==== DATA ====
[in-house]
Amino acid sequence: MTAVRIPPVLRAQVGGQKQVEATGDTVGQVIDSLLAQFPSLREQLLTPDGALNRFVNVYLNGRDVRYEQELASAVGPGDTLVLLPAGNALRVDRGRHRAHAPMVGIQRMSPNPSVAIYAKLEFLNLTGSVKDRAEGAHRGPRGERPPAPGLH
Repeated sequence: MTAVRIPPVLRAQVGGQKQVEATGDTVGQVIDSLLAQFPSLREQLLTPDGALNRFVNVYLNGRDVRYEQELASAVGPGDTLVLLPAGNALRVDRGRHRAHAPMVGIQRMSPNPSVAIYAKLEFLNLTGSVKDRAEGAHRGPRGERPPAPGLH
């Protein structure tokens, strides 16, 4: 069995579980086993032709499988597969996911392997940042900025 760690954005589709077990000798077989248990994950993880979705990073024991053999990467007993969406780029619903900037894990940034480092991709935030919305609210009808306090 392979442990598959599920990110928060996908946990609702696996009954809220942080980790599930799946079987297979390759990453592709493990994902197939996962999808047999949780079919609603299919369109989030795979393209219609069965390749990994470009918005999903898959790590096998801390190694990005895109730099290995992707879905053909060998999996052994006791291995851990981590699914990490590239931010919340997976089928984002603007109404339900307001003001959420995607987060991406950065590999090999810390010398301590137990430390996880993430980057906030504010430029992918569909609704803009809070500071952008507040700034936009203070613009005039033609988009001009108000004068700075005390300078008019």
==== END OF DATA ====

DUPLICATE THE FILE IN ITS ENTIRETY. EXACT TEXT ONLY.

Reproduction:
[in-house]
Amino acid sequence: MTAVRIPPVLRAQVGGQKQVEATGDTVGQVIDSLLAQFPSLREQLLTPDGALNRFVNVYLNGRDVRYEQELASAVGPGDTLVLLPAGNALRVDRGRHRAHAPMVGIQRMSPNPSVAIYAKLEFLNLTGSVKDRAEGAHRGPRGERPPAPGLH
Repeated sequence: MTAVRIPPVLRAQVGGQKQVEATGDTVGQVIDSLLAQFPSLREQLLTPDGALNRFVNVYLNGRDVRYEQELASAVGPGDTLVLLPAGNALRVDRGRHRAHAPMVGIQRMSPNPSVAIYAKLEFLNLTGSVKDRAEGAHRGPRGERPPAPGLH
């Protein structure tokens, strides 16, 4: 069995579980086993032709499988597969996911392997940042900025 760690954005589709077990000798077989248990994950993880979705990073024991053999990467007993969406780029619903900037894990940034480092991709935030919305609210009808306090 392979442990598959599920990110928060996908946990609702696996009954809220942080980790599930799946079987297979390759990453592709493990994902197939996962999808047999949780079919609603299919369109989030795979393209219609069965390749990994470009918005999903898959790590096998801390190694990005895109730099290995992707879905053909060998999996052994006791291995851990981590699914990490590239931010919340997976089928984002603007109404339900307001003001959420995607987060991406950065590999090999810390010398301590137990430390996880993430980057906030504010430029992918569909609704803009809070500071952008507040700034936009203070613009005039033609988009001009108000004068700075005390300078008019």